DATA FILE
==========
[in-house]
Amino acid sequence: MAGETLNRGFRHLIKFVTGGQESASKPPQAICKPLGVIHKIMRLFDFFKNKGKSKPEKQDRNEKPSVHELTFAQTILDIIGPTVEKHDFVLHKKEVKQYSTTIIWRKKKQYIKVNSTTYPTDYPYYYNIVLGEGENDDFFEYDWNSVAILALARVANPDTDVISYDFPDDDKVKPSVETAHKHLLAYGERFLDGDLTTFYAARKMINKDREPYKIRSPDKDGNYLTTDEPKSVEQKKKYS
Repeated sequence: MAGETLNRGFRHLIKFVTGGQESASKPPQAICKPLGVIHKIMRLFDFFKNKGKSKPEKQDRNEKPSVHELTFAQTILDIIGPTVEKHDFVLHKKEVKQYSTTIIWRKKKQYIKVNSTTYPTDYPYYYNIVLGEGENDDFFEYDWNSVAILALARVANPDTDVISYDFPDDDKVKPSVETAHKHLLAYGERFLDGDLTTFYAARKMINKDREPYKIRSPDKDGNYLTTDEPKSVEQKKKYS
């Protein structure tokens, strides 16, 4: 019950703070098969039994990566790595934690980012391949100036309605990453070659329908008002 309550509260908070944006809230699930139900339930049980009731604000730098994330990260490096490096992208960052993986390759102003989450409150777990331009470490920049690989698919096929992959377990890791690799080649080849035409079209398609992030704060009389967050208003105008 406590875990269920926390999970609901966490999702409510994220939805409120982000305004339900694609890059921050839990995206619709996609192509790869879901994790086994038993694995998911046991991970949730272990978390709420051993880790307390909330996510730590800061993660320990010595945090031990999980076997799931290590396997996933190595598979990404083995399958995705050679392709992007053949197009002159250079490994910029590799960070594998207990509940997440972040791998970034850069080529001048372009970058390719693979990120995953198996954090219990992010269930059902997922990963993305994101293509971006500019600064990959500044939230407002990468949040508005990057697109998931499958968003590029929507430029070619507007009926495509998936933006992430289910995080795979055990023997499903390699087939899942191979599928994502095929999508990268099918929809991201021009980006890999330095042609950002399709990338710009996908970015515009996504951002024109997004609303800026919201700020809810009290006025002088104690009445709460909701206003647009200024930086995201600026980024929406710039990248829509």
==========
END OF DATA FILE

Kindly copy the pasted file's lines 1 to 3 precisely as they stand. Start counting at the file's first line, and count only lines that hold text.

[in-house]
Amino acid sequence: MAGETLNRGFRHLIKFVTGGQESASKPPQAICKPLGVIHKIMRLFDFFKNKGKSKPEKQDRNEKPSVHELTFAQTILDIIGPTVEKHDFVLHKKEVKQYSTTIIWRKKKQYIKVNSTTYPTDYPYYYNIVLGEGENDDFFEYDWNSVAILALARVANPDTDVISYDFPDDDKVKPSVETAHKHLLAYGERFLDGDLTTFYAARKMINKDREPYKIRSPDKDGNYLTTDEPKSVEQKKKYS
Repeated sequence: MAGETLNRGFRHLIKFVTGGQESASKPPQAICKPLGVIHKIMRLFDFFKNKGKSKPEKQDRNEKPSVHELTFAQTILDIIGPTVEKHDFVLHKKEVKQYSTTIIWRKKKQYIKVNSTTYPTDYPYYYNIVLGEGENDDFFEYDWNSVAILALARVANPDTDVISYDFPDDDKVKPSVETAHKHLLAYGERFLDGDLTTFYAARKMINKDREPYKIRSPDKDGNYLTTDEPKSVEQKKKYS